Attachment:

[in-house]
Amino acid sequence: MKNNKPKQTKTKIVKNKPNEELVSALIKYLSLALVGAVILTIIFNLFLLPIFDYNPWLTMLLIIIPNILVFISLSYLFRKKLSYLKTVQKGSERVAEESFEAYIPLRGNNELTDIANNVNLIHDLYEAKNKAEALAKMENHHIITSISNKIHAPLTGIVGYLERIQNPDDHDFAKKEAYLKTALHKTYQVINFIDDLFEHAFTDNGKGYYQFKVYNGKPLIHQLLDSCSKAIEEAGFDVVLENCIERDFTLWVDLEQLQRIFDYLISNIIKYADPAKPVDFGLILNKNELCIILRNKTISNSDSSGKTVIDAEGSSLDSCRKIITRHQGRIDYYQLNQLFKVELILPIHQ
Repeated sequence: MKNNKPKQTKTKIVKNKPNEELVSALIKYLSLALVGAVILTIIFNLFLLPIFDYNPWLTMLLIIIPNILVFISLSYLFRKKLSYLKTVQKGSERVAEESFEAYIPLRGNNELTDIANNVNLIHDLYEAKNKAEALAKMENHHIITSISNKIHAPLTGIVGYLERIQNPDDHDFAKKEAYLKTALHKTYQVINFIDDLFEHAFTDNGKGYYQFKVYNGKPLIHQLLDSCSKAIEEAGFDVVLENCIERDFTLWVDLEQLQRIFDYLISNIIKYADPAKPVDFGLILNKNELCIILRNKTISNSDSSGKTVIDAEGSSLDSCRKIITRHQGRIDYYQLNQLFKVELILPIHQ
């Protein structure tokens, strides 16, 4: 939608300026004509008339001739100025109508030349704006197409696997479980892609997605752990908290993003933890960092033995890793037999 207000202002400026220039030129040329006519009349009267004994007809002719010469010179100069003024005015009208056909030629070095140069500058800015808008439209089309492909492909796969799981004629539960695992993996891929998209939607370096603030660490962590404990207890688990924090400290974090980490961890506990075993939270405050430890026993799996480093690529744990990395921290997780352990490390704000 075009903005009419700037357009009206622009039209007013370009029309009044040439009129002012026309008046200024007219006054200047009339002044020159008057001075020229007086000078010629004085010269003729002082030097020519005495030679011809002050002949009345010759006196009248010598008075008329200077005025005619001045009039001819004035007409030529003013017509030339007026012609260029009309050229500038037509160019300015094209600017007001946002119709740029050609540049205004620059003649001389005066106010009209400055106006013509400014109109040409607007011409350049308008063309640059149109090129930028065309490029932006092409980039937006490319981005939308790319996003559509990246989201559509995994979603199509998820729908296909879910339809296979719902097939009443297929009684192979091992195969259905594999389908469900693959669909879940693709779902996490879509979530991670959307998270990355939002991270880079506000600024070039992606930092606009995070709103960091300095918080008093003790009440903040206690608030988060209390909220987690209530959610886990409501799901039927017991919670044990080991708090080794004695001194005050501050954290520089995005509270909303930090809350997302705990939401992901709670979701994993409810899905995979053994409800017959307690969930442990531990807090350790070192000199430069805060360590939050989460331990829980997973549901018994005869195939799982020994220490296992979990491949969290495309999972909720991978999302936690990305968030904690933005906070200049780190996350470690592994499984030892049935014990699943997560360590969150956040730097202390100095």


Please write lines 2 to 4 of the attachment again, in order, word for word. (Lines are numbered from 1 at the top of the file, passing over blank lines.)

Amino acid sequence: MKNNKPKQTKTKIVKNKPNEELVSALIKYLSLALVGAVILTIIFNLFLLPIFDYNPWLTMLLIIIPNILVFISLSYLFRKKLSYLKTVQKGSERVAEESFEAYIPLRGNNELTDIANNVNLIHDLYEAKNKAEALAKMENHHIITSISNKIHAPLTGIVGYLERIQNPDDHDFAKKEAYLKTALHKTYQVINFIDDLFEHAFTDNGKGYYQFKVYNGKPLIHQLLDSCSKAIEEAGFDVVLENCIERDFTLWVDLEQLQRIFDYLISNIIKYADPAKPVDFGLILNKNELCIILRNKTISNSDSSGKTVIDAEGSSLDSCRKIITRHQGRIDYYQLNQLFKVELILPIHQ
Repeated sequence: MKNNKPKQTKTKIVKNKPNEELVSALIKYLSLALVGAVILTIIFNLFLLPIFDYNPWLTMLLIIIPNILVFISLSYLFRKKLSYLKTVQKGSERVAEESFEAYIPLRGNNELTDIANNVNLIHDLYEAKNKAEALAKMENHHIITSISNKIHAPLTGIVGYLERIQNPDDHDFAKKEAYLKTALHKTYQVINFIDDLFEHAFTDNGKGYYQFKVYNGKPLIHQLLDSCSKAIEEAGFDVVLENCIERDFTLWVDLEQLQRIFDYLISNIIKYADPAKPVDFGLILNKNELCIILRNKTISNSDSSGKTVIDAEGSSLDSCRKIITRHQGRIDYYQLNQLFKVELILPIHQ
């Protein structure tokens, strides 16, 4: 939608300026004509008339001739100025109508030349704006197409696997479980892609997605752990908290993003933890960092033995890793037999 207000202002400026220039030129040329006519009349009267004994007809002719010469010179100069003024005015009208056909030629070095140069500058800015808008439209089309492909492909796969799981004629539960695992993996891929998209939607370096603030660490962590404990207890688990924090400290974090980490961890506990075993939270405050430890026993799996480093690529744990990395921290997780352990490390704000 075009903005009419700037357009009206622009039209007013370009029309009044040439009129002012026309008046200024007219006054200047009339002044020159008057001075020229007086000078010629004085010269003729002082030097020519005495030679011809002050002949009345010759006196009248010598008075008329200077005025005619001045009039001819004035007409030529003013017509030339007026012609260029009309050229500038037509160019300015094209600017007001946002119709740029050609540049205004620059003649001389005066106010009209400055106006013509400014109109040409607007011409350049308008063309640059149109090129930028065309490029932006092409980039937006490319981005939308790319996003559509990246989201559509995994979603199509998820729908296909879910339809296979719902097939009443297929009684192979091992195969259905594999389908469900693959669909879940693709779902996490879509979530991670959307998270990355939002991270880079506000600024070039992606930092606009995070709103960091300095918080008093003790009440903040206690608030988060209390909220987690209530959610886990409501799901039927017991919670044990080991708090080794004695001194005050501050954290520089995005509270909303930090809350997302705990939401992901709670979701994993409810899905995979053994409800017959307690969930442990531990807090350790070192000199430069805060360590939050989460331990829980997973549901018994005869195939799982020994220490296992979990491949969290495309999972909720991978999302936690990305968030904690933005906070200049780190996350470690592994499984030892049935014990699943997560360590969150956040730097202390100095």